To all my high school teachers 30 years ago–I’m so very, very sorry

While I was getting fingerprinted yesterday, I realized I had a lot of apologies to make.

No, I hadn’t committed any crime, except for becoming a substitute teacher for a local high school.

Which means I remembered my high school years and the way I behaved.

No, I wasn’t smoking in the east parking lot, being a vandal, or getting into an other 1980s-teen-movie troubles.

My greatest problem: I was obnoxious, with a capital O-B.

I was sweet and charming (or so I thought) and I would never, EVER shut up.

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Gee, which one might I be?

So to all my high school teachers who I interrupted with some clever quip which derailed their excellent explanations or lectures, I am very, very sorry.

I wasn’t clever–I was annoying.

We all know it, don’t bother trying to save my feelings at this point. I’m a grownup now.

PICT0016

Yeah, that girl–the “charming” one.

I did get to apologize directly to my AP Biology teacher about a year and a half ago. I found him online and thanked Doyle Norton for his wonderful lessons (I still remember the ATP Choo-Choo train). Then I wrote, “I also want to thank you for your incredible patience, especially with students like me who never shut up, trying so hard to be funny when you were trying so hard to teach us about the circulatory system.”

Generously, he responded with, “Oh, I don’t remember you being obnoxious.” I’m sure he didn’t remember me at all out of thousands of students, but I’m sure he remembered the mouthy ones, putting them all in a category which, at the end of the day, made him rub his face in exasperation.

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Dear Doyle Norton even took a busload of his biology students to southern California each Easter. Patience of a saint. Or the madness of a scientist–I’m still not sure which.

I rub MY face in exasperation just remembering what I was like 30 years ago.

So to all my teachers at Viewmont High School–I am so, so sorry. I don’t remember any of you losing patience, becoming angry, or doing anything more than smile with GREAT forbearance at me, and now that I’m your age (and older, I’m sure), I’m even more impressed with the examples you set.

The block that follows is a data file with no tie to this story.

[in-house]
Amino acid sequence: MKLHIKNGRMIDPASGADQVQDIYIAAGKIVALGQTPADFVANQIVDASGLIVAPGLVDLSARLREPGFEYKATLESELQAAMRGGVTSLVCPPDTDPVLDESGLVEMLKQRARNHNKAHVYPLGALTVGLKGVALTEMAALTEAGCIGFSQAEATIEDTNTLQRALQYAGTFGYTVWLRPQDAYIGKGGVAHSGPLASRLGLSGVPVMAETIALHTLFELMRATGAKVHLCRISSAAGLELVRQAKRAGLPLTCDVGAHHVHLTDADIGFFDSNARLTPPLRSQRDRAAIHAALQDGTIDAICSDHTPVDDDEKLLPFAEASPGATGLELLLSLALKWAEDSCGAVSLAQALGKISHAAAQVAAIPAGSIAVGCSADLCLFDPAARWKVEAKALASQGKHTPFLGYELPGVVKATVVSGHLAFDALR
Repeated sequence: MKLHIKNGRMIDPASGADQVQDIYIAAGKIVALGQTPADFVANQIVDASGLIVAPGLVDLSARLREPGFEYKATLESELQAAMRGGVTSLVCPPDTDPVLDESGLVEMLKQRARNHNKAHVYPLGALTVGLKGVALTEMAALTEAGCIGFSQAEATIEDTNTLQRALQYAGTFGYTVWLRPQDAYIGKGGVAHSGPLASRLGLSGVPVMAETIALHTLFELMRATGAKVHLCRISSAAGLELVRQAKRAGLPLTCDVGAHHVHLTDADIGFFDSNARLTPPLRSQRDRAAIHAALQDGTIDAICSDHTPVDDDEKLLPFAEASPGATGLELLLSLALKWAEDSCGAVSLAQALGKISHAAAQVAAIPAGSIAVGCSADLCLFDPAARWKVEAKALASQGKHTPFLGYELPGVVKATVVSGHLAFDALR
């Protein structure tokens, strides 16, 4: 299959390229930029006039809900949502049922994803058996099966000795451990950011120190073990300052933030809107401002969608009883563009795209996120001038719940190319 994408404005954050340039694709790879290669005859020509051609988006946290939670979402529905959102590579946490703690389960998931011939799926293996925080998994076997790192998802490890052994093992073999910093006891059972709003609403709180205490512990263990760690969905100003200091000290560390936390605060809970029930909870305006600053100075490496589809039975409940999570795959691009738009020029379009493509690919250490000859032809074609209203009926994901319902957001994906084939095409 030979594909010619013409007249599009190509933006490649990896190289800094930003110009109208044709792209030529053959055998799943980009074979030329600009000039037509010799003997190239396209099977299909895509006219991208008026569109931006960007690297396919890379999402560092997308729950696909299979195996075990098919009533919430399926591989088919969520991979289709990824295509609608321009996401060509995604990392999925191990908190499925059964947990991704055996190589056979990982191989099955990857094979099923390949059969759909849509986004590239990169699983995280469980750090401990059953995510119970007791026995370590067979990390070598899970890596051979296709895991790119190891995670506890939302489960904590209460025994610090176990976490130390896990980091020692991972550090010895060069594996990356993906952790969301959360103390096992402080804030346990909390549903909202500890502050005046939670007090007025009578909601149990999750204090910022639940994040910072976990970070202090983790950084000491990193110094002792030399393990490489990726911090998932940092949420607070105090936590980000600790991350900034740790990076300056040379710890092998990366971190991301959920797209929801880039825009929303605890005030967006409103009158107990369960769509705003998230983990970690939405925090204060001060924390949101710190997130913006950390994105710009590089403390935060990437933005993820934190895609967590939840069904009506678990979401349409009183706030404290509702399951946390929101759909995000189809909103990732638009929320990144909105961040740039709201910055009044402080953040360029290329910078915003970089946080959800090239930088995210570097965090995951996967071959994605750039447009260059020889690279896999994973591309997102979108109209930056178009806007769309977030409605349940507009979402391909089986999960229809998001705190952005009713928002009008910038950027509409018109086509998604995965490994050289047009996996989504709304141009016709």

I also need to apologize to my friends, particularly Heather McClure, wherever you are: you not only sat next to me in AP Biology but also AP English, the two classes where my mouth was the mouthiest. I kept up a quiet running dialogue during both classes all year long, and you so very generously, very kindly, would only smile and keep your eyes on our teachers instead of turning around and screeching at me, “SHUT UP ALREADY!”

I would have deserved it if you had.
Did you pass the AP tests?
I’ve worried about that, for 30 years now.
More apologies if you didn’t. It was completely my fault.

I’m remembering all of this as I mentally try to anticipate what substitute teaching will be like, and I’m reminded that we never fully escape our past but usually end up paying for it in some way.

I think I’m about to pay for it this fall, and now I’m praying earnestly for the same great forbearance my teachers showed to me. Because the one thing–the main thing–I remember about my teachers was their enormous kindness.

Even when there were kids mouthier than me (shock!) I remember my teachers’ patience and  . . . I guess it was love. Their concern for us was greater than their need to protect their egos. They put us first instead of themselves or their lessons.

I realize teenagers and times have changed dramatically over the past 30 years, but what hasn’t changed is that children of all ages need to feel loved, need to be treated with kindness, need to have great forbearance shown to them.

I’m praying daily now to develop those essential skills myself, and hope I’ll never have to apologize to my future students for never being kind enough. (But I probably will–I’m sorry. Again. Already.)

    Go bold, Mahrree wrote on the scrap paper late that night.
    She frowned at it.
    It should have been Go boldly, right? She got it wrong all those years ago. But that indicated going somewhere, and what she’d meant was, Be bold.
    But then it would have been, Be bold, or don’t be at all, which was far more fatalistic than she intended.
    She scowled at the paper. Things are so much simpler when one approaches them with the over-confident superiority of a teenage mind.
    Now, as an adult, she finally realized just how simplistic and incorrect her old motto had been.

~Book 1, The Forest at the Edge of the World

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